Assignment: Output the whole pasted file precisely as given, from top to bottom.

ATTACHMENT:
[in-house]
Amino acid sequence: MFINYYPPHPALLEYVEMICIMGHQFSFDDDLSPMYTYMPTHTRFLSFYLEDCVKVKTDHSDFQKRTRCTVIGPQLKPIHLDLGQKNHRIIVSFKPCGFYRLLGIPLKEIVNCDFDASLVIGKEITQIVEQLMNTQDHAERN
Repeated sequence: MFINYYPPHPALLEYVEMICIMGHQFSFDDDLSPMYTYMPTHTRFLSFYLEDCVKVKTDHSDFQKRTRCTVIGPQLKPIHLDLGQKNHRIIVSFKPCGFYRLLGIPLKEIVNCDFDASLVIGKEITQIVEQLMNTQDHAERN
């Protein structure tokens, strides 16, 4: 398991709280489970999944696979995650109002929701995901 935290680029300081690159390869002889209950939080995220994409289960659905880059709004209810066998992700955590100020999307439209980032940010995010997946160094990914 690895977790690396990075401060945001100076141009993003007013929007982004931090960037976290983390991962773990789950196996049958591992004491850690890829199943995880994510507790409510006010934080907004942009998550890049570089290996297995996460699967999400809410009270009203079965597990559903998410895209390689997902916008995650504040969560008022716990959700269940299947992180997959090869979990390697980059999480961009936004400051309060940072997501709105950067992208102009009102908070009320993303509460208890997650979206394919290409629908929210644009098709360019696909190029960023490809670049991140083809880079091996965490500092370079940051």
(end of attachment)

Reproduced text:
[in-house]
Amino acid sequence: MFINYYPPHPALLEYVEMICIMGHQFSFDDDLSPMYTYMPTHTRFLSFYLEDCVKVKTDHSDFQKRTRCTVIGPQLKPIHLDLGQKNHRIIVSFKPCGFYRLLGIPLKEIVNCDFDASLVIGKEITQIVEQLMNTQDHAERN
Repeated sequence: MFINYYPPHPALLEYVEMICIMGHQFSFDDDLSPMYTYMPTHTRFLSFYLEDCVKVKTDHSDFQKRTRCTVIGPQLKPIHLDLGQKNHRIIVSFKPCGFYRLLGIPLKEIVNCDFDASLVIGKEITQIVEQLMNTQDHAERN
């Protein structure tokens, strides 16, 4: 398991709280489970999944696979995650109002929701995901 935290680029300081690159390869002889209950939080995220994409289960659905880059709004209810066998992700955590100020999307439209980032940010995010997946160094990914 690895977790690396990075401060945001100076141009993003007013929007982004931090960037976290983390991962773990789950196996049958591992004491850690890829199943995880994510507790409510006010934080907004942009998550890049570089290996297995996460699967999400809410009270009203079965597990559903998410895209390689997902916008995650504040969560008022716990959700269940299947992180997959090869979990390697980059999480961009936004400051309060940072997501709105950067992208102009009102908070009320993303509460208890997650979206394919290409629908929210644009098709360019696909190029960023490809670049991140083809880079091996965490500092370079940051």